Image-concept: on my knees at the church, texting God. Writing that I am texting God. Texting myself that I’m texting God. I send messages to myself… To be transparent; able to be the same with myself and the others. Achieve simplicity through complexity, only like that I will be able to make of autobiography something interesting and universal. What are the gospels but biography? Self-narration is the laic spirituality to which I can aspire nowadays… Born in the XVII century, I would have probably ended up in a mission.


After the touristic attraction I go to the actual town, the perfect squared urban grid with little cute houses and elegant shops in every corner. It reminds me of La Jolla in San Diego, just slightly better packaged. I walk around enough to make myself hungry, and I eventually head on to the Mission Ranch to have dinner. The nice smell increases substantially once I get there, eucalyptus and pine trees outside, cooking with butter inside. All the people in the restaurant look affluent, they nod with pleasant attitudes, clinteastwoodians. Old and venerable. White wine. White hair. Just the right amount of everything. There is a pianist playing live music. It’s someone’s birthday and they sing the song, cheerfully, solemnly happy. A gorgeous sunset slowly progresses over the agitated ocean on the far corner of the landscape. Between the Ranch and the water, a beautiful field is spotted with the furriest sheep. As I drink beer and eat French fries side of the roast beef sandwich, I feel genuinely at ease for the first time in months. Completely free, liberated.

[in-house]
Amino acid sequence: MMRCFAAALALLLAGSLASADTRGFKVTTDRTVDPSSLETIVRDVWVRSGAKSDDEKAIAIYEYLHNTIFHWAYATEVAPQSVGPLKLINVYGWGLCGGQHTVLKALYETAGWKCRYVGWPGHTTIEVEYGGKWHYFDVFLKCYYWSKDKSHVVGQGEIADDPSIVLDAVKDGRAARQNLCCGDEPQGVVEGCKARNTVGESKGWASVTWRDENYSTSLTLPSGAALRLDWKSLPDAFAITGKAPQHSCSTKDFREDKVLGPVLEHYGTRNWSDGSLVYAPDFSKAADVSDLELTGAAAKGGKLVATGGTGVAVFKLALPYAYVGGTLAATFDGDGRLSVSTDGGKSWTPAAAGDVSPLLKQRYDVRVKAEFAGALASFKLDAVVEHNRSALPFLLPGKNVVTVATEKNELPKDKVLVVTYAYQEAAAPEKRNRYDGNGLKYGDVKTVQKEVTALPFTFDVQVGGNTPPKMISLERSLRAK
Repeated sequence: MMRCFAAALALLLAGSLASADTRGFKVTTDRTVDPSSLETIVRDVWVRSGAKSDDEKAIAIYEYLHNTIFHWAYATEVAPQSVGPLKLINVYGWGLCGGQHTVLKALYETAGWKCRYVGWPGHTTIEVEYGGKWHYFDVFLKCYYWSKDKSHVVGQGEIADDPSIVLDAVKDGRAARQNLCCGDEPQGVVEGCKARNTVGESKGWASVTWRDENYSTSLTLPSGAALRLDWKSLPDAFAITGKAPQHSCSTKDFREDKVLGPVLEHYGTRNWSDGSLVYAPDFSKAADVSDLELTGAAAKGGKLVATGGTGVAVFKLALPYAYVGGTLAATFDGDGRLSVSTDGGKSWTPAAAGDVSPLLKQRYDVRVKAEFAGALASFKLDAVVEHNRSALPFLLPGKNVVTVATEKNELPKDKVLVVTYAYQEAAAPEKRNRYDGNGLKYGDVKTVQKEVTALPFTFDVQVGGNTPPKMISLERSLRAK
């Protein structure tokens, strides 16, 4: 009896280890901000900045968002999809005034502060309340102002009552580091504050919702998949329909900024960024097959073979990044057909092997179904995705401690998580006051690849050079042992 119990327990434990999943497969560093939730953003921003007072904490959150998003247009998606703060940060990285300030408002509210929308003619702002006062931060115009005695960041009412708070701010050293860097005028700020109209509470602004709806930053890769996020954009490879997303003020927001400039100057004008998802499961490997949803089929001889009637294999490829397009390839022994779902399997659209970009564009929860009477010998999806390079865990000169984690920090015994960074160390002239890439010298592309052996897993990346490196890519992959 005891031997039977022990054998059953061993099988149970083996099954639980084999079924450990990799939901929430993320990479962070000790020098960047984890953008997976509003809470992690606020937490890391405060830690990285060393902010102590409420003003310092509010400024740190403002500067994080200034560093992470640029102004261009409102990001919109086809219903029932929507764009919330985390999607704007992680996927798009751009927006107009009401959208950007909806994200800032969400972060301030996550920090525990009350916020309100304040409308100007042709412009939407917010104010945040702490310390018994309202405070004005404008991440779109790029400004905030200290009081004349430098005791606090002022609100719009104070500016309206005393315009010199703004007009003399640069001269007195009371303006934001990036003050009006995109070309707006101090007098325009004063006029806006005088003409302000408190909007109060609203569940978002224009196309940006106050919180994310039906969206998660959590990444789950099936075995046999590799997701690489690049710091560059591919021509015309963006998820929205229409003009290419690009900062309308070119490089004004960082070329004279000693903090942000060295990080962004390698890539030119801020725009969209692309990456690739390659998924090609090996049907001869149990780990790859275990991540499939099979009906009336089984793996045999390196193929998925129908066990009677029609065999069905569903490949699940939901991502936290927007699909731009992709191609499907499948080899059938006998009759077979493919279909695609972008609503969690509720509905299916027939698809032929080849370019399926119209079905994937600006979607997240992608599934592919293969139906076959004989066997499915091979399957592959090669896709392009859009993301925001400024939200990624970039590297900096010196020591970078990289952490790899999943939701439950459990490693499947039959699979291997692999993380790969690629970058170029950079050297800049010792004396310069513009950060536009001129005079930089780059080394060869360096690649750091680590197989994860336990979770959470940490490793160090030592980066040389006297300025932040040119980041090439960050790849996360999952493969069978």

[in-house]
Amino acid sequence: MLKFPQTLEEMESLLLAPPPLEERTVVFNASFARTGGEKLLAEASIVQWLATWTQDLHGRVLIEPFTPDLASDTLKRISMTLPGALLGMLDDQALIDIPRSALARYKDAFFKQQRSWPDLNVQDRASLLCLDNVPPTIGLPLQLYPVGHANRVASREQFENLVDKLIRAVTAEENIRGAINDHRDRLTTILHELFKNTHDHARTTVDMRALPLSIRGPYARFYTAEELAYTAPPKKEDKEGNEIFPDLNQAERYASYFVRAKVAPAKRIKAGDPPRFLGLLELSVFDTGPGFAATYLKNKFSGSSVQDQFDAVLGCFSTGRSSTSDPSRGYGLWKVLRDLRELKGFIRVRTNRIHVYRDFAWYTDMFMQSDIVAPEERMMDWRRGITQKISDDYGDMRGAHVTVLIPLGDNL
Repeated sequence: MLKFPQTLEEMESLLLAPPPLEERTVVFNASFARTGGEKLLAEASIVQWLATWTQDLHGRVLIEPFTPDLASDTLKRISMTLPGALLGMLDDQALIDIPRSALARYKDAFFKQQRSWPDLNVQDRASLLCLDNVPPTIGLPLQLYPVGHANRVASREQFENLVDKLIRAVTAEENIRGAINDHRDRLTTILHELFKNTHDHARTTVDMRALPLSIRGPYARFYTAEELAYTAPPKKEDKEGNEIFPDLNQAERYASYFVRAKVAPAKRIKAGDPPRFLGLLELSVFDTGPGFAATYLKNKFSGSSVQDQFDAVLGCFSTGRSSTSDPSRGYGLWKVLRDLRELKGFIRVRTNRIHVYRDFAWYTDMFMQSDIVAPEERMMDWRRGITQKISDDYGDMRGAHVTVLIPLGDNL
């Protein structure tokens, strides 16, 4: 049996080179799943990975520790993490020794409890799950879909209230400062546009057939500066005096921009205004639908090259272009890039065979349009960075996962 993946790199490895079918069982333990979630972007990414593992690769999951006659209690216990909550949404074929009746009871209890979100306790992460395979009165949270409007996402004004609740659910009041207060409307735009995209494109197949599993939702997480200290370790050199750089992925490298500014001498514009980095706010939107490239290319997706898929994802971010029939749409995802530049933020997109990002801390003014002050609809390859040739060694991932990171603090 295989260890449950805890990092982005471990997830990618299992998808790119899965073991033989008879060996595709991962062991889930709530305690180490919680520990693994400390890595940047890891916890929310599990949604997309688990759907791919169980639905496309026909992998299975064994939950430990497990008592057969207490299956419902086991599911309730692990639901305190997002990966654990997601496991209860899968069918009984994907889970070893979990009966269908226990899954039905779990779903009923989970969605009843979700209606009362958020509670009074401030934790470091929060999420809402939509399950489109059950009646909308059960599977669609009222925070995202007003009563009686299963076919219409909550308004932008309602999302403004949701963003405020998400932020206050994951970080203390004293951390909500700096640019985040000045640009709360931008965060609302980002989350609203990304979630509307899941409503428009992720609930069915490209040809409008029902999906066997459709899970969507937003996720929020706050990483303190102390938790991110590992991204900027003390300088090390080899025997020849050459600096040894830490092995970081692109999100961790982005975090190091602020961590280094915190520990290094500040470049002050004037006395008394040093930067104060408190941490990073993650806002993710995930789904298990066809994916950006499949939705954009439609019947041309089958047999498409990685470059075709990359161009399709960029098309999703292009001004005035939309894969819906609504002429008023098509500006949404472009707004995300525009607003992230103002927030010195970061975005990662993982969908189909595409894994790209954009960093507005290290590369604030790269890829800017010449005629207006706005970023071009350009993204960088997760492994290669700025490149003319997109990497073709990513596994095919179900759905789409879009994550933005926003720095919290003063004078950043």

After an hour of slow contemplation at the terrace I go into the restaurant to pay, and there he is, Clint, the living legend, in a picture. The real Clint is in Huston shooting a film with Justin Timberlake. Actually, there’s not even a picture of him whatsoever, but one thing that is really there is an inscription hanging above the whiskies on the bar:

“He who goes to bed sober, falls as the leaves do, and dies in October” – but he who goes to bed, and does so mellow, lives as he ought and dies a good fellow.

That very same night I’ll arrive to San Francisco. Robert McKenzie’s song will play in repeat as I try to keep three flowers from falling off my hair. But I’ll get there two hours later than I had planned, because after reading that sign I had to order another beer… In this trip I’ve charged my batteries, I feel a wave of energy accompanying me to the Bay Area. It’s time to surf reality.

[1] “Maria Cristina wants to gorvern me/ and I follow, I follow her commands/ because I don’t want people to say/ that Maria Cristina wants to govern me”.